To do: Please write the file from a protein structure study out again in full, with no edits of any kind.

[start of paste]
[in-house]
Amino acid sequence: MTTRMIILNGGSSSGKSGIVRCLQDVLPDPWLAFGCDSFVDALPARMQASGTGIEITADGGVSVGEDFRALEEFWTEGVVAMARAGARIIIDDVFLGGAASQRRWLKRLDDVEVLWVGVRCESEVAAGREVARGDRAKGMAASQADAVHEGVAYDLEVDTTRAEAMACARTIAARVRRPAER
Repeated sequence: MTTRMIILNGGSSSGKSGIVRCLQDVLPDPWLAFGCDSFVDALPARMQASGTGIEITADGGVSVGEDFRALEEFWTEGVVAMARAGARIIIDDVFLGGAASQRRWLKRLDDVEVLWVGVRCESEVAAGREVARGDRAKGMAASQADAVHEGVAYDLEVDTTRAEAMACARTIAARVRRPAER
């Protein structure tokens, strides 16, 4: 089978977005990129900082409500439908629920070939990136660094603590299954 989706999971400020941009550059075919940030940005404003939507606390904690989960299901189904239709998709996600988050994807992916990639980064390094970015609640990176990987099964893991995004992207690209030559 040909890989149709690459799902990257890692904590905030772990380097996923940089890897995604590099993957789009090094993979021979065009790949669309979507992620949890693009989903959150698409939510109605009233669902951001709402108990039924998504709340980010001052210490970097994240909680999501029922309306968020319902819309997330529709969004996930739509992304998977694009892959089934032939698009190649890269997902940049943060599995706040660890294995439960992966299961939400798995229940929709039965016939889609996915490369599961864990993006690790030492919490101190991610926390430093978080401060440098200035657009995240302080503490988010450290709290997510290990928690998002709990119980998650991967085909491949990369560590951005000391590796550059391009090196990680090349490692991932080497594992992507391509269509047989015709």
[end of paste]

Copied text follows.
[in-house]
Amino acid sequence: MTTRMIILNGGSSSGKSGIVRCLQDVLPDPWLAFGCDSFVDALPARMQASGTGIEITADGGVSVGEDFRALEEFWTEGVVAMARAGARIIIDDVFLGGAASQRRWLKRLDDVEVLWVGVRCESEVAAGREVARGDRAKGMAASQADAVHEGVAYDLEVDTTRAEAMACARTIAARVRRPAER
Repeated sequence: MTTRMIILNGGSSSGKSGIVRCLQDVLPDPWLAFGCDSFVDALPARMQASGTGIEITADGGVSVGEDFRALEEFWTEGVVAMARAGARIIIDDVFLGGAASQRRWLKRLDDVEVLWVGVRCESEVAAGREVARGDRAKGMAASQADAVHEGVAYDLEVDTTRAEAMACARTIAARVRRPAER
């Protein structure tokens, strides 16, 4: 089978977005990129900082409500439908629920070939990136660094603590299954 989706999971400020941009550059075919940030940005404003939507606390904690989960299901189904239709998709996600988050994807992916990639980064390094970015609640990176990987099964893991995004992207690209030559 040909890989149709690459799902990257890692904590905030772990380097996923940089890897995604590099993957789009090094993979021979065009790949669309979507992620949890693009989903959150698409939510109605009233669902951001709402108990039924998504709340980010001052210490970097994240909680999501029922309306968020319902819309997330529709969004996930739509992304998977694009892959089934032939698009190649890269997902940049943060599995706040660890294995439960992966299961939400798995229940929709039965016939889609996915490369599961864990993006690790030492919490101190991610926390430093978080401060440098200035657009995240302080503490988010450290709290997510290990928690998002709990119980998650991967085909491949990369560590951005000391590796550059391009090196990680090349490692991932080497594992992507391509269509047989015709």